So the last thing we need is a zero-coupon bond/money market. This can be hada number of ways including:
Bay al Inah
(sale at spot, resale with deferment and increase)
(basically the same as 'Inah, with a thirdcounterparty)
An Islamic principal protected note is the combination of a Murabaha and Islamiccall options, with maturity and exercise dates set to be identical.
Notes for Prospective Buyers
Once we let the cat out of the hat with a Shariah-compliant call option, and we'vehad a risk-free rate/money-market/zero-coupon bond for some time, combiningthe two was inevitable.The payout will be the original principal + M * max(Price(T)-Strike,0), wherePrice(T) is the price of the equity/commodity at maturity of the note, Strike isusually set to Price(0), today's price, but can be set wherever we like (slightlyharder from a Shariah perspective but should be just fine), and M is themultiplier. We can get anywhere from say around 70% to 120% multipliers (70%-120% of the upside of FTSE 100, say). The multiplier is usually the only figurethat can be manipulated, so we must look to it and compare.While this may appear wonderful to some, we should comment that, unlike morevanilla products (e.g., straight call options, or the zero-coupon bonds), pricing isnot as easy to replicate and it is not absolutely trivial to know whether you aregetting ripped off or not.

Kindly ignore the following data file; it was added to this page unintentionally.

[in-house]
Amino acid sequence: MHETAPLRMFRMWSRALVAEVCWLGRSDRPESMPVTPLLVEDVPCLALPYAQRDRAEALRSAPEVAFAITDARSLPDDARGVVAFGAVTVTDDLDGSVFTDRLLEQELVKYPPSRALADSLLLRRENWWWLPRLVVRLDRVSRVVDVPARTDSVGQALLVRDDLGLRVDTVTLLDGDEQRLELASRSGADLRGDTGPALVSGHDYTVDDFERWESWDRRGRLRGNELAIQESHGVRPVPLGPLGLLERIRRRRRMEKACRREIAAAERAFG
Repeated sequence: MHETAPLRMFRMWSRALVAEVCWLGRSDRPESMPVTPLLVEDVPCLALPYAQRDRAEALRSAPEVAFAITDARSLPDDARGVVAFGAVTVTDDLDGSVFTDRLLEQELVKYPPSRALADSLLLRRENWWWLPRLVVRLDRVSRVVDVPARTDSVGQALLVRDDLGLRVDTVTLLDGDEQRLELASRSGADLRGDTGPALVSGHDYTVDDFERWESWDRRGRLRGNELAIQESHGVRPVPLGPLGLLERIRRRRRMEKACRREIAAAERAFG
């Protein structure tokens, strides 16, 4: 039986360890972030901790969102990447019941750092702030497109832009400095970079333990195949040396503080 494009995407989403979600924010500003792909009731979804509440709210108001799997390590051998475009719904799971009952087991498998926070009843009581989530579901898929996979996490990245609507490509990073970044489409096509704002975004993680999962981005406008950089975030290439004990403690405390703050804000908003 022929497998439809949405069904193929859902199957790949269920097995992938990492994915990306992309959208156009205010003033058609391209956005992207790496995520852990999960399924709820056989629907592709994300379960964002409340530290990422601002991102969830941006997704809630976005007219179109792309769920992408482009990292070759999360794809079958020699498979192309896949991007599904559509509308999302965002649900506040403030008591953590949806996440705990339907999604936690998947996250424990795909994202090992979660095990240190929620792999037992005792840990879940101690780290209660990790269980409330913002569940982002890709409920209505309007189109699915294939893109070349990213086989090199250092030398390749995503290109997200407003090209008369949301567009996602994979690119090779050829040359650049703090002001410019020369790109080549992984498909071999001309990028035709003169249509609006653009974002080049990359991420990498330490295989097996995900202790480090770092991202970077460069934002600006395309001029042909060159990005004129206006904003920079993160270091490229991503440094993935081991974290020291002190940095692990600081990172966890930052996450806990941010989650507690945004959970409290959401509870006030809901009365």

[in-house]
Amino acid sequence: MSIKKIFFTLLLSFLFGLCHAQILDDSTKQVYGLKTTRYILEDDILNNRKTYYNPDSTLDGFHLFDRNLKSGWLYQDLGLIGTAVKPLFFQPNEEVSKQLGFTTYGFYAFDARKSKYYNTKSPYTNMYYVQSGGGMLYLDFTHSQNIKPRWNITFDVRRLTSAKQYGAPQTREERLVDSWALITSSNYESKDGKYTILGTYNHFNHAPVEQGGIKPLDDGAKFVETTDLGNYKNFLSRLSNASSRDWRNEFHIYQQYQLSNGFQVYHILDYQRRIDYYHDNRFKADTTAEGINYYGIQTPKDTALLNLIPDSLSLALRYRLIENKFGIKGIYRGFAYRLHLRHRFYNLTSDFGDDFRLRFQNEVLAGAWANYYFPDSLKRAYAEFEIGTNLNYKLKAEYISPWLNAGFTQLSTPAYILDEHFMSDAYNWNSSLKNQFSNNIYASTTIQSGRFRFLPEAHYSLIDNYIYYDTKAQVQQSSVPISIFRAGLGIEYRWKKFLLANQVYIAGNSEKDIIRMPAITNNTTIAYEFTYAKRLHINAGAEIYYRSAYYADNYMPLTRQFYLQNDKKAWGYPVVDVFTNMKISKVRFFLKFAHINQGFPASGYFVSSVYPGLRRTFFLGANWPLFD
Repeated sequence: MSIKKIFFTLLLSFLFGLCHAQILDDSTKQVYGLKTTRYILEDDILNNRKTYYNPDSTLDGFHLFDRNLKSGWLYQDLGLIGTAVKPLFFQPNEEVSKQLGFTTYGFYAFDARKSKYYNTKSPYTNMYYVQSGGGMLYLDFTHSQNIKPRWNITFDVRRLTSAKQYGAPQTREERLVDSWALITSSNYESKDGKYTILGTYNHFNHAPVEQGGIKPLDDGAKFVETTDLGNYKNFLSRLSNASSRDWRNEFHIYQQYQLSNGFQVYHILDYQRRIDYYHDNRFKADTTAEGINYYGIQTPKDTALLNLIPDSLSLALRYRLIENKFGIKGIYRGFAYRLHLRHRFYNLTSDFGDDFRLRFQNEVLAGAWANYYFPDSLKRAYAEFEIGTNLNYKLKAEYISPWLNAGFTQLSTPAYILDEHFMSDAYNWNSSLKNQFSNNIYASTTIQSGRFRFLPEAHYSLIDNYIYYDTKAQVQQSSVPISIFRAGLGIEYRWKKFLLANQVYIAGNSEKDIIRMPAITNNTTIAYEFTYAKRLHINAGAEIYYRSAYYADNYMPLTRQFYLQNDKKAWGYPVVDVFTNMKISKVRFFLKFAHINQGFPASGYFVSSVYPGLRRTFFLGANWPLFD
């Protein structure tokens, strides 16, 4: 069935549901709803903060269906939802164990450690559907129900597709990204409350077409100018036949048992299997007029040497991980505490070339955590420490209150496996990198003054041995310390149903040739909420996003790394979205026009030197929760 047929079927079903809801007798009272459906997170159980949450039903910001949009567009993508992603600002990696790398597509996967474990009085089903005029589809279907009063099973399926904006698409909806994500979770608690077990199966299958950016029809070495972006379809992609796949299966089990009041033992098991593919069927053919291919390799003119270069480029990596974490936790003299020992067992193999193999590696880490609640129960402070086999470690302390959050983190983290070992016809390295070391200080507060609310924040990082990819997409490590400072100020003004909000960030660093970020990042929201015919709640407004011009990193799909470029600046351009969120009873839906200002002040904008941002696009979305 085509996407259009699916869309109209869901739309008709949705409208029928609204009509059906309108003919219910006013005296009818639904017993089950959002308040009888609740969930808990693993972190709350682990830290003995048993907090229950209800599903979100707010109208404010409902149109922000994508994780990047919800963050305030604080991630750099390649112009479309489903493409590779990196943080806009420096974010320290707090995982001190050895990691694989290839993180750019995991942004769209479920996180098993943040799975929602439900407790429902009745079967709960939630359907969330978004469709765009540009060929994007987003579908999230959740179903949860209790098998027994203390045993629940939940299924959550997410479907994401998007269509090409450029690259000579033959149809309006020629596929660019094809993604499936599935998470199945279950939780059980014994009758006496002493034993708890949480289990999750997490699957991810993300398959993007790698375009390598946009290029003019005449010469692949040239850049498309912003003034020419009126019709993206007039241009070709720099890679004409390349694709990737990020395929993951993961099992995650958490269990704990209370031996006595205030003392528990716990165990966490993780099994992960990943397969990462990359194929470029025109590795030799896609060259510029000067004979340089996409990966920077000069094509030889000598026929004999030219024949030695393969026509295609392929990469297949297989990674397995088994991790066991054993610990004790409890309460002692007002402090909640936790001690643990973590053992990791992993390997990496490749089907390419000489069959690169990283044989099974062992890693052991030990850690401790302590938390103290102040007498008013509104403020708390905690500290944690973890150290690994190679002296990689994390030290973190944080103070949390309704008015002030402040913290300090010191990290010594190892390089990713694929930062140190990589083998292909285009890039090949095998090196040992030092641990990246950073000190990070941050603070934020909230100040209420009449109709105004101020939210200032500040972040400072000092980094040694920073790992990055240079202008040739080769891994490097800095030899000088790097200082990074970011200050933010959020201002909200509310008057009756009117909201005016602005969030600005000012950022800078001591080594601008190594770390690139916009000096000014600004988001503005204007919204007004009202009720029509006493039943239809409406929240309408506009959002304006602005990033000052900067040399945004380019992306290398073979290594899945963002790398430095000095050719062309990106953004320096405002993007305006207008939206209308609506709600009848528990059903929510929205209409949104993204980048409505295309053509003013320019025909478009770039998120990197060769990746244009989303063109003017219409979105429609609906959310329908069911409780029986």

Know what you can about pricing.
Try to price the call (with correctstrike) and zero independently.
If the underlying is liquid and calls are traded on it (e.g., calls on oil, calls ongold, etc), then it is likely that only at-the-money (ATM) options are active(i.e., ATM struck at the forward price). Spot-struck options are generally lessliquid, involve pricing on a skew, which you as customer are not as aware of.Expect hidden fees.
If the underlying is liquid but calls are not actively traded (e.g., DJIM Index),the bank will use calls on whatever similar futures that they can get ahold of.The
or the fact that these two indices do not mimic each other exactly--they will charge extra for that. So on top of the skew, you get charged fortheir inability to hedge.
Make sure you know whether dividends are paid to you or are not? Does theindex accrue w/ no dividends? It makes it cheaper for them to pay it to you,and they should pay you that much more (i.e., the multiplier on the upsideshould be larger).